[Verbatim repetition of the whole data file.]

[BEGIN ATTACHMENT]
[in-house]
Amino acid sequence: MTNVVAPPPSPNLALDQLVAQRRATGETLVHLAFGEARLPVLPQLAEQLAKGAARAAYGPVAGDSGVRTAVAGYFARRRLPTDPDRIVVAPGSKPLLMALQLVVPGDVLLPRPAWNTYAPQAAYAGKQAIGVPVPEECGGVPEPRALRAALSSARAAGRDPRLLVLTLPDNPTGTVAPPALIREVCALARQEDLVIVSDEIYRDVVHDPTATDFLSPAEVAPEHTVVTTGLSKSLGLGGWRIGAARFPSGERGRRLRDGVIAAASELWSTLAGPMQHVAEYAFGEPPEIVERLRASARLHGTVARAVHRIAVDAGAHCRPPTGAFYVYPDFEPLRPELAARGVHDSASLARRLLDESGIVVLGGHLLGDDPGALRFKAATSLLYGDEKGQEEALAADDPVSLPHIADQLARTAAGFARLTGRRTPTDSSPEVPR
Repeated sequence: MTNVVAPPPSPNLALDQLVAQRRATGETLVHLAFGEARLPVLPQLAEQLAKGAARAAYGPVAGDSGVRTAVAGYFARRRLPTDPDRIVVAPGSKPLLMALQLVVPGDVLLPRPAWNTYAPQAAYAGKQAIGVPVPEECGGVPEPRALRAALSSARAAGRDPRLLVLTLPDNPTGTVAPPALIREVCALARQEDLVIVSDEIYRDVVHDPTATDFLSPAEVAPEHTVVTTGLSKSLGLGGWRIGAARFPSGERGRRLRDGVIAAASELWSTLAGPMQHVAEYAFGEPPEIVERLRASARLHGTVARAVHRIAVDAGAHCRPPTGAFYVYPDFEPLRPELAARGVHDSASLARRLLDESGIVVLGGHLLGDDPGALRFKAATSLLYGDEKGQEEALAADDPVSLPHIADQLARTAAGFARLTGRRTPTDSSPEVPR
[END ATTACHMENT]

[in-house]
Amino acid sequence: MTNVVAPPPSPNLALDQLVAQRRATGETLVHLAFGEARLPVLPQLAEQLAKGAARAAYGPVAGDSGVRTAVAGYFARRRLPTDPDRIVVAPGSKPLLMALQLVVPGDVLLPRPAWNTYAPQAAYAGKQAIGVPVPEECGGVPEPRALRAALSSARAAGRDPRLLVLTLPDNPTGTVAPPALIREVCALARQEDLVIVSDEIYRDVVHDPTATDFLSPAEVAPEHTVVTTGLSKSLGLGGWRIGAARFPSGERGRRLRDGVIAAASELWSTLAGPMQHVAEYAFGEPPEIVERLRASARLHGTVARAVHRIAVDAGAHCRPPTGAFYVYPDFEPLRPELAARGVHDSASLARRLLDESGIVVLGGHLLGDDPGALRFKAATSLLYGDEKGQEEALAADDPVSLPHIADQLARTAAGFARLTGRRTPTDSSPEVPR
Repeated sequence: MTNVVAPPPSPNLALDQLVAQRRATGETLVHLAFGEARLPVLPQLAEQLAKGAARAAYGPVAGDSGVRTAVAGYFARRRLPTDPDRIVVAPGSKPLLMALQLVVPGDVLLPRPAWNTYAPQAAYAGKQAIGVPVPEECGGVPEPRALRAALSSARAAGRDPRLLVLTLPDNPTGTVAPPALIREVCALARQEDLVIVSDEIYRDVVHDPTATDFLSPAEVAPEHTVVTTGLSKSLGLGGWRIGAARFPSGERGRRLRDGVIAAASELWSTLAGPMQHVAEYAFGEPPEIVERLRASARLHGTVARAVHRIAVDAGAHCRPPTGAFYVYPDFEPLRPELAARGVHDSASLARRLLDESGIVVLGGHLLGDDPGALRFKAATSLLYGDEKGQEEALAADDPVSLPHIADQLARTAAGFARLTGRRTPTDSSPEVPR